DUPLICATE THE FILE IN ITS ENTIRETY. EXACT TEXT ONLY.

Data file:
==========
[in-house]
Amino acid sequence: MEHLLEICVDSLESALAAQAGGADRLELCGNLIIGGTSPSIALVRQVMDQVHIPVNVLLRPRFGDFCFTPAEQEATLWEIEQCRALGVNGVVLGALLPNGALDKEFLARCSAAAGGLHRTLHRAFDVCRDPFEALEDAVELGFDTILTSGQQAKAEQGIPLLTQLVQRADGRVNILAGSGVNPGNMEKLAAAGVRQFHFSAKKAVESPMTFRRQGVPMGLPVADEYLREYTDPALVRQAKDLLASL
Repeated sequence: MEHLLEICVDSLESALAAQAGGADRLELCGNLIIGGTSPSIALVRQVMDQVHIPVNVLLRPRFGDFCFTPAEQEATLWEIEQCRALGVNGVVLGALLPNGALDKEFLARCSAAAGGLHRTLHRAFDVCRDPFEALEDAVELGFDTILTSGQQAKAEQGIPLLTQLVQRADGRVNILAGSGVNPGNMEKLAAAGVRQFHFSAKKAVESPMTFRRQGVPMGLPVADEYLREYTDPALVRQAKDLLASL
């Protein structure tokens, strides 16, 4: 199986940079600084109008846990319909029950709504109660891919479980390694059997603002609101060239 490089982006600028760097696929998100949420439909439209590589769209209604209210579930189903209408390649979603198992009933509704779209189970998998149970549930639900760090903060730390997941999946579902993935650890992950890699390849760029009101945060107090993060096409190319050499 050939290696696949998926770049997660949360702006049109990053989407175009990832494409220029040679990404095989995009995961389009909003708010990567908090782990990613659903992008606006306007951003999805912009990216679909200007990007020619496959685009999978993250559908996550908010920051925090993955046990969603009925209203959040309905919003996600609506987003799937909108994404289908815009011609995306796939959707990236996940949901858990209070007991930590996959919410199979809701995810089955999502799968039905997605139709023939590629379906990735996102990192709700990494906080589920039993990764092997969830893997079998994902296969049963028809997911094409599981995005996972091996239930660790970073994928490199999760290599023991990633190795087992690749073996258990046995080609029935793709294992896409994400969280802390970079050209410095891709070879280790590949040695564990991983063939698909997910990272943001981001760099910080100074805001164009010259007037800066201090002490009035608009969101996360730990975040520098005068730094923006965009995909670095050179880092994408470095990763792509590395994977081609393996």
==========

[in-house]
Amino acid sequence: MEHLLEICVDSLESALAAQAGGADRLELCGNLIIGGTSPSIALVRQVMDQVHIPVNVLLRPRFGDFCFTPAEQEATLWEIEQCRALGVNGVVLGALLPNGALDKEFLARCSAAAGGLHRTLHRAFDVCRDPFEALEDAVELGFDTILTSGQQAKAEQGIPLLTQLVQRADGRVNILAGSGVNPGNMEKLAAAGVRQFHFSAKKAVESPMTFRRQGVPMGLPVADEYLREYTDPALVRQAKDLLASL
Repeated sequence: MEHLLEICVDSLESALAAQAGGADRLELCGNLIIGGTSPSIALVRQVMDQVHIPVNVLLRPRFGDFCFTPAEQEATLWEIEQCRALGVNGVVLGALLPNGALDKEFLARCSAAAGGLHRTLHRAFDVCRDPFEALEDAVELGFDTILTSGQQAKAEQGIPLLTQLVQRADGRVNILAGSGVNPGNMEKLAAAGVRQFHFSAKKAVESPMTFRRQGVPMGLPVADEYLREYTDPALVRQAKDLLASL
């Protein structure tokens, strides 16, 4: 199986940079600084109008846990319909029950709504109660891919479980390694059997603002609101060239 490089982006600028760097696929998100949420439909439209590589769209209604209210579930189903209408390649979603198992009933509704779209189970998998149970549930639900760090903060730390997941999946579902993935650890992950890699390849760029009101945060107090993060096409190319050499 050939290696696949998926770049997660949360702006049109990053989407175009990832494409220029040679990404095989995009995961389009909003708010990567908090782990990613659903992008606006306007951003999805912009990216679909200007990007020619496959685009999978993250559908996550908010920051925090993955046990969603009925209203959040309905919003996600609506987003799937909108994404289908815009011609995306796939959707990236996940949901858990209070007991930590996959919410199979809701995810089955999502799968039905997605139709023939590629379906990735996102990192709700990494906080589920039993990764092997969830893997079998994902296969049963028809997911094409599981995005996972091996239930660790970073994928490199999760290599023991990633190795087992690749073996258990046995080609029935793709294992896409994400969280802390970079050209410095891709070879280790590949040695564990991983063939698909997910990272943001981001760099910080100074805001164009010259007037800066201090002490009035608009969101996360730990975040520098005068730094923006965009995909670095050179880092994408470095990763792509590395994977081609393996």